For all the political uncertainties about health care reform, at least one thing seems clear: when President Obama signed landmark health care legislation into law this week, it marked real changes for Americans facing medical debt.
And, as such, these changes couldn’t come at a better time. Even amid surging unemployment and mortgages underwater, health care expenses have become the primary financial breaking point for millions of Americans. According to a Harvard study recently reported in the LA Times, medical bills played a role in 62% of personal bankruptcies filed in 2007, up 7% from 2001. Most striking, a vast majority (78%) of these Chapter 7 filers actually had health insurance.
As a result, the Obama Administration is banking on a plan that extends health insurance to 32 million uninsured Americans in order to protect more people from becoming medically bankrupt in several ways:
First, parts of the plan will end co-pays for preventative health services like physicals or mammograms, making it easier and less expensive to ward off injury and illness in the long-run.
Second, other aspects of the plan prohibit lifetime and annual restrictions on benefits, providing unlimited, or, at least, less limited access to cheaper health care when and where you need it.
Third, large businesses are required to insure their employees or face possible fines until they do so. This added employer coverage may protect many Americans from the perils of being uninsured, including unexpected and acute maladies that can have lasting physical effects and financially devastating consequences for employees and the businesses that rely on them.
Fourth, the legislation will mandate that all Americans citizens have health insurance or they will be forced to pay penalty fees. While this comes as an economic imposition to some, the requirement means that not only will the insured help pay for the new plan, keeping the reforms “budget-neutral” in an already damaged economy, but also this type of comprehensive buy-in can also keep costs down for all Americans—and help keep bankruptcy at bay.
Fifth, children are no longer dropped from their parents’ plans at age 19 or at the end of college. These parental health benefits are now extended until the child’s 27th birthday; covering even more young adults and preventing medical bills from taking young people to the financial brink in an especially unfriendly job market for recent grads.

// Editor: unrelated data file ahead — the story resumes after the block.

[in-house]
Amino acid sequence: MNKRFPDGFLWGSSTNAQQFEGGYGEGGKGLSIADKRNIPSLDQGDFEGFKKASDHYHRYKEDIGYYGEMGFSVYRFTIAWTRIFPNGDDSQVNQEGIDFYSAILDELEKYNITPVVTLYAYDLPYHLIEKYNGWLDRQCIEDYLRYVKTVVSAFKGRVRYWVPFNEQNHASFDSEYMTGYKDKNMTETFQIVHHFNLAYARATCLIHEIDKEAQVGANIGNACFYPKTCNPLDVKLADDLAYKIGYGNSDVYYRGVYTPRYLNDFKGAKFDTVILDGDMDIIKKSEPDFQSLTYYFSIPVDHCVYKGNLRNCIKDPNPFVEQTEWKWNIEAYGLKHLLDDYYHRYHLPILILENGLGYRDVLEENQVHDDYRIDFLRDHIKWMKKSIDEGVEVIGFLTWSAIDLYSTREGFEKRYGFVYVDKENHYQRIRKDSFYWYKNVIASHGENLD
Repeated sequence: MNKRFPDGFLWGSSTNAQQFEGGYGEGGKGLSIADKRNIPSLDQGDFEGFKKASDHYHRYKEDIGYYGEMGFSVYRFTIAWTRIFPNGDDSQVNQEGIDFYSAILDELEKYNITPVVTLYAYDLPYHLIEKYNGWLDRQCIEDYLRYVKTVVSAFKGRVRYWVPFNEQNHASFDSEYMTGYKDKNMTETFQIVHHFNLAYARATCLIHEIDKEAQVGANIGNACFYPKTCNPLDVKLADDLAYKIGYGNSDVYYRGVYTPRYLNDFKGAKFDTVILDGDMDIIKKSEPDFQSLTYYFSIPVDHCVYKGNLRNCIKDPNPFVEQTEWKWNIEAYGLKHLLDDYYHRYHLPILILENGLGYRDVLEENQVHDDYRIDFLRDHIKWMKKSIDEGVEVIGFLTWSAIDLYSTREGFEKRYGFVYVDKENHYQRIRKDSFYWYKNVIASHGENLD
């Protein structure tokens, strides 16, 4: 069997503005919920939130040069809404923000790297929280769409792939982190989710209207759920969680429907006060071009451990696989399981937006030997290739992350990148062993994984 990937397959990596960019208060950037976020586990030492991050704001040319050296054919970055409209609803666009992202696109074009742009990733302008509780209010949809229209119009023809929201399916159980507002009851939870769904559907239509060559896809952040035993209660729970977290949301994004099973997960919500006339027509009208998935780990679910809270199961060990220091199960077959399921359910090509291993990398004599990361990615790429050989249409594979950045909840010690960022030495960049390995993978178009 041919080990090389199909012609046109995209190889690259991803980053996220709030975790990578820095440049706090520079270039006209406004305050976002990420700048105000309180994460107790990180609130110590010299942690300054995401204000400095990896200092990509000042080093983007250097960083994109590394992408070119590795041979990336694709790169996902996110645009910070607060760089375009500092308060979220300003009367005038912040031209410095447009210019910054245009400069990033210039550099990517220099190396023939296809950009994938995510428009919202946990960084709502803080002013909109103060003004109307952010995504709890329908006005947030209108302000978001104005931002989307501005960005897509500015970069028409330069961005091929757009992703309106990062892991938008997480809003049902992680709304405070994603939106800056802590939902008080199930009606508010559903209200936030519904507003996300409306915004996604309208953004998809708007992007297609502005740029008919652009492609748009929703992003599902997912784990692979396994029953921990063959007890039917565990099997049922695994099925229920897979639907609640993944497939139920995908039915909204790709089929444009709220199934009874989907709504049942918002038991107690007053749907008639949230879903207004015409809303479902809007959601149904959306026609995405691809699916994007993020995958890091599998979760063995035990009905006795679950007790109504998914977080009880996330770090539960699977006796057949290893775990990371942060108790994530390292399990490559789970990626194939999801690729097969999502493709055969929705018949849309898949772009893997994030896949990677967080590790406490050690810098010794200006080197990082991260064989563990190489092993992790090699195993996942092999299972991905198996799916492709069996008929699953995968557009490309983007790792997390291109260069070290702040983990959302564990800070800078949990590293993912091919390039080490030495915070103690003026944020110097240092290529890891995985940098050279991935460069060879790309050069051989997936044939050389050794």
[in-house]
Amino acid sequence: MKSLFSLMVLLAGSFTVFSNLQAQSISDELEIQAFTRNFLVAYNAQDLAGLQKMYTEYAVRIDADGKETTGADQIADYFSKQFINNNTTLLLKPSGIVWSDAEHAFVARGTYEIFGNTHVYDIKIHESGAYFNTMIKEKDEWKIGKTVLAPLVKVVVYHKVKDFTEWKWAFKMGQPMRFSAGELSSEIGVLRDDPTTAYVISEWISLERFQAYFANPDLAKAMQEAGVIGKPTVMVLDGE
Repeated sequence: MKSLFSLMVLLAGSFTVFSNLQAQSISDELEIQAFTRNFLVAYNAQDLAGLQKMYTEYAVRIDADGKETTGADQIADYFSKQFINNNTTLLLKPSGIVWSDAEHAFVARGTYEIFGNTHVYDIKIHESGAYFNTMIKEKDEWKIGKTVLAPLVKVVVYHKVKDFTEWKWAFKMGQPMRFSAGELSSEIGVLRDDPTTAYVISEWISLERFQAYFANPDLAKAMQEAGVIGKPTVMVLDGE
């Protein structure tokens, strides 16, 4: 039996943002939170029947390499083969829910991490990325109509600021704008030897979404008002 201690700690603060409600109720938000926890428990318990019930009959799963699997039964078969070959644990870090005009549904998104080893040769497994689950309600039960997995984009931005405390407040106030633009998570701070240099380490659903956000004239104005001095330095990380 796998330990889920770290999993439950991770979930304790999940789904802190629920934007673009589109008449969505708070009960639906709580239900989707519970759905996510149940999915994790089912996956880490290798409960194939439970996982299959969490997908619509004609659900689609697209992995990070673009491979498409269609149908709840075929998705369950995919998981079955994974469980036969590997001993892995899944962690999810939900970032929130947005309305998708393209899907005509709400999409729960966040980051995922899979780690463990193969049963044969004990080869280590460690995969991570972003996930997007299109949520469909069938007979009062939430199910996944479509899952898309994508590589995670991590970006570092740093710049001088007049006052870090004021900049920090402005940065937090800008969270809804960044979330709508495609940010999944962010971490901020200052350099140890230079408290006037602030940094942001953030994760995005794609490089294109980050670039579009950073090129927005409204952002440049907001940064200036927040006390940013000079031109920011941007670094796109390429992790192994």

Finally, with these reforms, insurance companies can no longer use preexisting conditions to deny individual coverage or charge higher rates based on preexisting conditions, gender, or other formerly exacerbating factors.
Even though many of these reforms will take years to roll out, fortunately, the latter two reforms will go into effect this year.
And while many Republicans argue that this legislation will mean higher taxes for the wealthiest Americans, the plan is being touted as a framework for universal health care in America, giving all citizens a fair shot at avoiding insolvency due to medical matters.
Unfortunately, disease, illness and other health problems can occur suddenly and may not wait for reforms to go into effect. Regardless, health insurance is no guarantee that injuries or illness won't turn into a bracing financial burden.
If you are suffering from illness, injury and out of control debt, and considering filing a medical-related bankruptcy, it is important to understand that medical bills are considered unsecured debt and can be discharged entirely under Chapter 7 and Chapter 13. Bankruptcy may be just what you need to help you get back on your financial feet again.
The bankruptcy experts at the Law Offices of John T. Orcutt offer a totally FREE debt consultation and now, more than ever, it’s time to take them up on their offer. Just call toll free to +1-888-234-4190, or during the off hours, you can make your own appointment right online at www.billsbills.com. Simply click on the yellow “FREE Consultation Now” button and let these experts smoke out your next best financial steps.